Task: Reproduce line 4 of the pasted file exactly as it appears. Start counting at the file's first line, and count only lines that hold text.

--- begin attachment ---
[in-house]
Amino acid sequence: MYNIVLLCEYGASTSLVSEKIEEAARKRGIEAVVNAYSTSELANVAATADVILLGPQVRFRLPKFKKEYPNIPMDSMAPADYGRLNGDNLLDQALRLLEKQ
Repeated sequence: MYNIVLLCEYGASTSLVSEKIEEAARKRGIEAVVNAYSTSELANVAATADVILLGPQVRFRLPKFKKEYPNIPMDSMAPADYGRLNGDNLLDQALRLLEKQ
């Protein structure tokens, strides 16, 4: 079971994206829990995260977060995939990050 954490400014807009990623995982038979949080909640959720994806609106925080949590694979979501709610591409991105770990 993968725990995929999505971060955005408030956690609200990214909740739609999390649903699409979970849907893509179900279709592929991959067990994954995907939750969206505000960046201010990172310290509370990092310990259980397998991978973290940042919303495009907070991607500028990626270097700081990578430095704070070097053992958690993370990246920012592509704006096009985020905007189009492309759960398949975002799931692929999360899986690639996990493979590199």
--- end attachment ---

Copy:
């Protein structure tokens, strides 16, 4: 079971994206829990995260977060995939990050 954490400014807009990623995982038979949080909640959720994806609106925080949590694979979501709610591409991105770990 993968725990995929999505971060955005408030956690609200990214909740739609999390649903699409979970849907893509179900279709592929991959067990994954995907939750969206505000960046201010990172310290509370990092310990259980397998991978973290940042919303495009907070991607500028990626270097700081990578430095704070070097053992958690993370990246920012592509704006096009985020905007189009492309759960398949975002799931692929999360899986690639996990493979590199």